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Wednesday, 18 November 1959


Mr KILLEN (Moreton) .- I move-

After clause 17, insert the following new clause: - " 17a. A minister of religion (not being a marriage conciliator) is competent but not compellable in any proceedings before a court (whether exercising federal jurisdiction or not) or before a person authorized by a law of the Commonwealth or of a State or Territory of the Commonwealth to hear, receive and examine evidence, to disclose any admission or communication made to him in the course of or for the purpose of effecting marital reconciliation by parties to divorce proceedings.".

The intention that resides in this proposed new clause is comparable to the intention that resides in clause 12. I hope, Sir. that the committee will be indulgent enough to allow me to discuss the proposed new clause and clause 12 in relation to each other. There is, admittedly, a distinction between the two clauses. Before I deal with it, may I say that the proposed clause proceeds from the premise that a very great deal of marriage guidance work is done by ministers of religion who are not marriage guidance counsellors within the terms of the marriage guidance provisions of this bill. I do not think that is a premise that would be contested by any member of the committee. I think it will be freely acknowledged that ministers of religion of various faiths do a great deal of work in this field. Tn my own limited experience, as one who has had a fairly close and somewhat active association with the World Council of Churches, I have seen the sort of work that the representatives of the constituent members of that organization do and have done. My own rector does a great deal of work in this sphere, and I know that the Roman Catholic Church also does a great deal of work in this sphere.

I come now to the distinction, Sir. I have phrased the proposed new clause in these terms -

A minister of religion ... is competent but not compellable . . .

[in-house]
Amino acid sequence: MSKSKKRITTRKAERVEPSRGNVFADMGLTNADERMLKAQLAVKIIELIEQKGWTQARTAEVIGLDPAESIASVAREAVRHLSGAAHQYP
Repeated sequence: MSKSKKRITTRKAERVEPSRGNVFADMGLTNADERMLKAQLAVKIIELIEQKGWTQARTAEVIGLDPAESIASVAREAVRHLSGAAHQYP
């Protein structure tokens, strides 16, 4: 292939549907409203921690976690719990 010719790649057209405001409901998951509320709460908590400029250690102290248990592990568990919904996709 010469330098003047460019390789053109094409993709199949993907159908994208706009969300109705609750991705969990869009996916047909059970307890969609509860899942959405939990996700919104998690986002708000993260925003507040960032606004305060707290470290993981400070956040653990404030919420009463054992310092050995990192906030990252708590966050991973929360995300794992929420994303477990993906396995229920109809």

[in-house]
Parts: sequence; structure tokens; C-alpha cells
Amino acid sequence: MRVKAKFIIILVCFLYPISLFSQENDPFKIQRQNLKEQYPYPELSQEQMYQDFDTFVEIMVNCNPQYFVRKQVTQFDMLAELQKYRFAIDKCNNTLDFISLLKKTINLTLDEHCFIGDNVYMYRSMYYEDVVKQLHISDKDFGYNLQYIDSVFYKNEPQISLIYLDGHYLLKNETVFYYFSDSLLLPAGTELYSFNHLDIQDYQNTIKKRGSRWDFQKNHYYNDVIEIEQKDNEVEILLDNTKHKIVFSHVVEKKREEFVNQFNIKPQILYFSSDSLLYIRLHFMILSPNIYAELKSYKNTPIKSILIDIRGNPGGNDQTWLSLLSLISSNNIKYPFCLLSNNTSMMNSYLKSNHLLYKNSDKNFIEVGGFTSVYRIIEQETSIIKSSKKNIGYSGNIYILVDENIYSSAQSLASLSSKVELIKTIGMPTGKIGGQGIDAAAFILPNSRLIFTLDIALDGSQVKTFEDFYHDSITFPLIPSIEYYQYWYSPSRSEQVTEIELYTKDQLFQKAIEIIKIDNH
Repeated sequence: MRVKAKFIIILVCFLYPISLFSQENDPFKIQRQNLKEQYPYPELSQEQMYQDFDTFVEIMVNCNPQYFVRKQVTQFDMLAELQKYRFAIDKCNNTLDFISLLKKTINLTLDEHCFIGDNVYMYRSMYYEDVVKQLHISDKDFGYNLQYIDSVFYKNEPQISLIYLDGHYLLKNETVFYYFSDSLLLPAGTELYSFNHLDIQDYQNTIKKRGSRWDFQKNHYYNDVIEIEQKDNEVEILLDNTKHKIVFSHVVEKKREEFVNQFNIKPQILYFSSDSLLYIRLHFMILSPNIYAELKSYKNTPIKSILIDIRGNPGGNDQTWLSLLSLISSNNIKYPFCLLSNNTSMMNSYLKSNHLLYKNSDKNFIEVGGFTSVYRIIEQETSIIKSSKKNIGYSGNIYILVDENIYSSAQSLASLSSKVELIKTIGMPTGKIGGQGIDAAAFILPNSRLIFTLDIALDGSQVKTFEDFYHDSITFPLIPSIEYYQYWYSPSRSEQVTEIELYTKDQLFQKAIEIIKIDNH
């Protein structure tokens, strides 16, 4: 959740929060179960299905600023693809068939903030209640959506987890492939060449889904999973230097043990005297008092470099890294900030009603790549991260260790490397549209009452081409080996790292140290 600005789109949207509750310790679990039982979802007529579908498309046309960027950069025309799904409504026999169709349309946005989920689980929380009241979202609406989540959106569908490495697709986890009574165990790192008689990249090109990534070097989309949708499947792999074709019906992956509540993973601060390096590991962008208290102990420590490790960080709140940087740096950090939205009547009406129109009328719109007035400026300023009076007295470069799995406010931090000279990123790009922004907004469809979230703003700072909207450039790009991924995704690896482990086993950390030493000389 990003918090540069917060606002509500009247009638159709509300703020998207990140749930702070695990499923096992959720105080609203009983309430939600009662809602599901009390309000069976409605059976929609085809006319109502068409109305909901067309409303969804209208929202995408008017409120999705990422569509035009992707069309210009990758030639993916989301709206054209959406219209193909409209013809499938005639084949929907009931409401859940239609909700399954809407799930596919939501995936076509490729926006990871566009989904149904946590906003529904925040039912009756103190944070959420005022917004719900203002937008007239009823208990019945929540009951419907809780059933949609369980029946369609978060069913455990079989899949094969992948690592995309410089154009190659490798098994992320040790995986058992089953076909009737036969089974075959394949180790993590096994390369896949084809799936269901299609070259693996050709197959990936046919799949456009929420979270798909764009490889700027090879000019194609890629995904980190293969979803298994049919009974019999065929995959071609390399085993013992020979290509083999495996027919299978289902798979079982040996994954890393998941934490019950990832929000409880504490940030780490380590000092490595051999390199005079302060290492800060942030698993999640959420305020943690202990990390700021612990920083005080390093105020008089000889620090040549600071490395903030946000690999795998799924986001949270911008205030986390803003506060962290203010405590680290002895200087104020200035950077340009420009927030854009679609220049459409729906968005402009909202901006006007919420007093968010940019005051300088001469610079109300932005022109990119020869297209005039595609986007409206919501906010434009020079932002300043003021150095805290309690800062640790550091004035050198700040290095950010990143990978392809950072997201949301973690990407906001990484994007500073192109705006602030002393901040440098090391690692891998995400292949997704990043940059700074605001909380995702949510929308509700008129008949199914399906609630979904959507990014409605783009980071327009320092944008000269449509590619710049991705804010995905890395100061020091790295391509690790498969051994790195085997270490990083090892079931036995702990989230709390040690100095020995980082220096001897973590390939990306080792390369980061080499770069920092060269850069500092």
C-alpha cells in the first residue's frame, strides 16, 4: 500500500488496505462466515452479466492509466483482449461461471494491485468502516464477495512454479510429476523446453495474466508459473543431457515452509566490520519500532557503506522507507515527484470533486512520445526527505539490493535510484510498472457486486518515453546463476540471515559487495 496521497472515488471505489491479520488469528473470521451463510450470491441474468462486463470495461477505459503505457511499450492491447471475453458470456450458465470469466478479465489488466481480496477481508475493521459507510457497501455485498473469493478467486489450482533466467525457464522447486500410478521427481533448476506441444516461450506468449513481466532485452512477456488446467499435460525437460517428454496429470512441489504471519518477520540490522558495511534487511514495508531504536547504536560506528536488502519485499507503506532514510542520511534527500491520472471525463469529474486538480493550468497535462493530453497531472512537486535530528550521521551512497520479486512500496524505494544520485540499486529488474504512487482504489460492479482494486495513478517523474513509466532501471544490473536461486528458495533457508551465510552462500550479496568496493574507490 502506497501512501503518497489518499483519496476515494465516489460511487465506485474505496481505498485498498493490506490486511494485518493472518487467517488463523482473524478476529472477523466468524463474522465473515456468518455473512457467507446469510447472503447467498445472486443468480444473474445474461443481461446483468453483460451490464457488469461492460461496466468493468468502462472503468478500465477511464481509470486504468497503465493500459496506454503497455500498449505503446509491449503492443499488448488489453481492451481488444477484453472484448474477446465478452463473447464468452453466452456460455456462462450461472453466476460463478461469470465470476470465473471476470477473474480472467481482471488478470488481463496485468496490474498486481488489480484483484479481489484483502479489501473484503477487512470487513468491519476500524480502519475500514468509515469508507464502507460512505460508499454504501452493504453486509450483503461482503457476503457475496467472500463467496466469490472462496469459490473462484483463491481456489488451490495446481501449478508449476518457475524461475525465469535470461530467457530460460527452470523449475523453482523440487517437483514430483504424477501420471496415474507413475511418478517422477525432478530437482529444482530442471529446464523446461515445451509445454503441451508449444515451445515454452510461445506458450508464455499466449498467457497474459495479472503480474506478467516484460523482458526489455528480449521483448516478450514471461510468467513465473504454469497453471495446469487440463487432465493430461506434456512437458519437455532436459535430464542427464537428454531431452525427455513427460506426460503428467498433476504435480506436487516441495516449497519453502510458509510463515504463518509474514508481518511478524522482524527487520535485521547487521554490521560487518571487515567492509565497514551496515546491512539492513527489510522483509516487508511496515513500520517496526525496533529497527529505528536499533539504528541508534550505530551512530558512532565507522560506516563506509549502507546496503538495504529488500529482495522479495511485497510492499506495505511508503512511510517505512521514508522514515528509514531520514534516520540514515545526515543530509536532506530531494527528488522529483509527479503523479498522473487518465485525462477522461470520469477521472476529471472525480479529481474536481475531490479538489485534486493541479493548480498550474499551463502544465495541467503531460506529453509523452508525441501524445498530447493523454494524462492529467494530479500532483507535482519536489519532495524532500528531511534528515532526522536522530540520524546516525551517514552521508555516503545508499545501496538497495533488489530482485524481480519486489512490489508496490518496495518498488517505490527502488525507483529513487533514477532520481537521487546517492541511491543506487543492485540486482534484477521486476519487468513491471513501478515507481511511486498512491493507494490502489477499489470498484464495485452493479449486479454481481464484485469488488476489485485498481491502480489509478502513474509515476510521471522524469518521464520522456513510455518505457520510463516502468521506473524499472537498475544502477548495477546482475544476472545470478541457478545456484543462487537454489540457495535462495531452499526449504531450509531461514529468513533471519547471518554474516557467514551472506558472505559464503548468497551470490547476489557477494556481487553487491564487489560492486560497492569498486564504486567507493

That, of course, provides a ready distinction from clause 12, which provides that a marriage guidance counsellor is not competent or compellable. In that case, a negative rests on both. In my proposal, a negative rests only on compellability. I am quite open to the views of the committee, Sir. I want to establish - and I hope that the committee will embrace - the sentiment contained in the proposed clause. Many ministers of religion who have not the time, or, possibly, are not in appropriate circumstances, to become involved in an organization which is a marriage guidance council, within the provisions of this bill, would be doing precisely the same sort of work as marriage guidance counsellors would be doing or would intend to do, and, in many instances, ministers of religion would be far more competent in some spheres - particularly a sphere that may bear down on spiritual considerations - to give a judgment or advice, or to render assistance.

There is nothing more that I can add. Sir. I feel that the committee will see quite clearly the intention of the proposed clause. I am quite agreeable to putting a negative on both competency and compellability, but the proposed new clause, as I have phrased it, leaves the matter to the good sense and the discretion of the minister of religion. I realize that, in respect of a quasi-statutory organization such as a marriage guidance council - I hope that description will not offend the AttorneyGeneral - it would be impossible to allow any element of discretion to exist. But I think that, in respect of a minister of religion, there should perhaps be a measure of discretion. It may be that a couple will go to a minister of religion, that he will try to sort out their problems for them and fail, and that both parties may desire that he be summoned to tell a court precisely what they discussed with him.

As I have said, Sir, I am agreeable to modifying the proposed new clause, but I hope that the committee will recognize the sentiment on which it rests, and accept the amendment.







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